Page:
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What happens when union and employer disagree over what the arbitrator meant?

by on
in Employment Law,Human Resources

Q. Our company has a union, and we recently lost a case in arbitration. The company and the union disagree on what the arbitrator held, and what is required of the company because of the award. The union is threatening to file unfair labor practice charges if we don’t implement the award as they interpret it. What do we do now?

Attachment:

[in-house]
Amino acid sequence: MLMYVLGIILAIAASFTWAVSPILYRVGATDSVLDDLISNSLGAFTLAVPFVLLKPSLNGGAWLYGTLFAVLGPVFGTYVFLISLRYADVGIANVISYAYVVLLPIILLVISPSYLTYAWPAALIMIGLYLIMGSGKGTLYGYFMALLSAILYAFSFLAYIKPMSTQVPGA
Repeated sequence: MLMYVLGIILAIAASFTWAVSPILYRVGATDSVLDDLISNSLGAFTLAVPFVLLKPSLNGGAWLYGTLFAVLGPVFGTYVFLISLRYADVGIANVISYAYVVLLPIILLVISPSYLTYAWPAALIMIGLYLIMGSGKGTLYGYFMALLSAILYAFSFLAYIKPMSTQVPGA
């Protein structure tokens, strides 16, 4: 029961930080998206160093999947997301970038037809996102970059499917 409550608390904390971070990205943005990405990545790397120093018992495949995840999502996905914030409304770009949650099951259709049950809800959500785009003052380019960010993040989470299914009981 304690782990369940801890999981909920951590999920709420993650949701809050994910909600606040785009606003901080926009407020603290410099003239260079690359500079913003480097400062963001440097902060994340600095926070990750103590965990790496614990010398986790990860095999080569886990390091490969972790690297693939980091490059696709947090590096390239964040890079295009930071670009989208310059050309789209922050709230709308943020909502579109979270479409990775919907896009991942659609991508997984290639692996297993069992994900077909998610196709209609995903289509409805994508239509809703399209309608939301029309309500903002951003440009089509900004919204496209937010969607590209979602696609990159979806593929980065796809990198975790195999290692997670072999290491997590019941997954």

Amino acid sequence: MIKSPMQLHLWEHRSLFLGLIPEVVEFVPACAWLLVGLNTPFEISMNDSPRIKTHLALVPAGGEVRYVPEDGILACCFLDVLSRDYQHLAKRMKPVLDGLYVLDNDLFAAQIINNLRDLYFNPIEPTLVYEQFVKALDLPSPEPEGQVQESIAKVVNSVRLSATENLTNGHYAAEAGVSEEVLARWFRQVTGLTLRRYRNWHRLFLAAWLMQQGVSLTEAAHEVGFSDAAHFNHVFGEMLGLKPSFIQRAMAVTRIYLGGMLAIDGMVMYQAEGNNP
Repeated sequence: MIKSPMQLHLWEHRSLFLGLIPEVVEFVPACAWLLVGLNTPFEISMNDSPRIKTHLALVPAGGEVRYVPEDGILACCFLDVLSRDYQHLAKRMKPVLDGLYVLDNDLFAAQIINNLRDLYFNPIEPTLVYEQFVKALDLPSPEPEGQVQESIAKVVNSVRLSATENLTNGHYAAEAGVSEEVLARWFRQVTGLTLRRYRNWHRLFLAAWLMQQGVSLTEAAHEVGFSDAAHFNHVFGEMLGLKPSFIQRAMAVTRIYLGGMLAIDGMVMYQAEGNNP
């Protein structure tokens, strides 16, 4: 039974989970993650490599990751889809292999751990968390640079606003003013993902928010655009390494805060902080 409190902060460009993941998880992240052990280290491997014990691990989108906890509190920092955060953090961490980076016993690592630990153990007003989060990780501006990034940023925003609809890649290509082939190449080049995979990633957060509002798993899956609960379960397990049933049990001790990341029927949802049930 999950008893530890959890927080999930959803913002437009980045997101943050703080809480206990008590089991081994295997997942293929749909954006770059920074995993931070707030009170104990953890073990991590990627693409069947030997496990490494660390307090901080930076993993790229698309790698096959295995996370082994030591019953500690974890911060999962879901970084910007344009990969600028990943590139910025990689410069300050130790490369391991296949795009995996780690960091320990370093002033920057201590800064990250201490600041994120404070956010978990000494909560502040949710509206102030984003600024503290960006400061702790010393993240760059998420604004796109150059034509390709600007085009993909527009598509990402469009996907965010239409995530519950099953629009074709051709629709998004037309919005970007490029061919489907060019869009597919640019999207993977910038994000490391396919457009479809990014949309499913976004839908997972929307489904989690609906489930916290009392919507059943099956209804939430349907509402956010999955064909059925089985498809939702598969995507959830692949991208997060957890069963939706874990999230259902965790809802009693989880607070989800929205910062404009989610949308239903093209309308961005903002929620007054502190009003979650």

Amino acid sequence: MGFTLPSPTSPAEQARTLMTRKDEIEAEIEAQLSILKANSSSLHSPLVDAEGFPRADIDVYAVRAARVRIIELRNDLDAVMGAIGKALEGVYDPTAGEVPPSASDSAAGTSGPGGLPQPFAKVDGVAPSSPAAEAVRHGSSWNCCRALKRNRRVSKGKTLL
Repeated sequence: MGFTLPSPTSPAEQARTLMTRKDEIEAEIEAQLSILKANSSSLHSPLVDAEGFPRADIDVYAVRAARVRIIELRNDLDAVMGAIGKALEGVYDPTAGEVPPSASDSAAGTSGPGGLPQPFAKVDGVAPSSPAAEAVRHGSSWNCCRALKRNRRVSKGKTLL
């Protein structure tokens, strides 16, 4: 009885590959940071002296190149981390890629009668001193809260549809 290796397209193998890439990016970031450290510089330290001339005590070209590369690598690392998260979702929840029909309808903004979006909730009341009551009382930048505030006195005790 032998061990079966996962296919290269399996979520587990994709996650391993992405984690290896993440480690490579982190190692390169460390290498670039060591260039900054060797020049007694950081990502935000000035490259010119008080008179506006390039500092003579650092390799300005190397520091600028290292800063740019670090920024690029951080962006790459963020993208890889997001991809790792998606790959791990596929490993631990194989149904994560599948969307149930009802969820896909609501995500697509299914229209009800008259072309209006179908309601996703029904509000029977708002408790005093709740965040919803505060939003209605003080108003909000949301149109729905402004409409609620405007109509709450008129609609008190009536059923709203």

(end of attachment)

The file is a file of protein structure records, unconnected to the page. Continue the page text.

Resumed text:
A. First, the National Labor Relations Board (NLRB) will most likely not get involved. Since arbitration is a matter of contract, the NLRB takes the position that the union can ask a court to enforce an award.

Assuming the company and the union can’t agree on what is required, my recommendation is that you implement the arbitrator’s decision as you interpret it.

It is unlikely that the union will take the case to court, but it is possible. The union is more likely to ask the arbitrator to clarify the award—which raises the question of whether the arbitrator has retained jurisdiction over the case. The union may have to file a new grievance.

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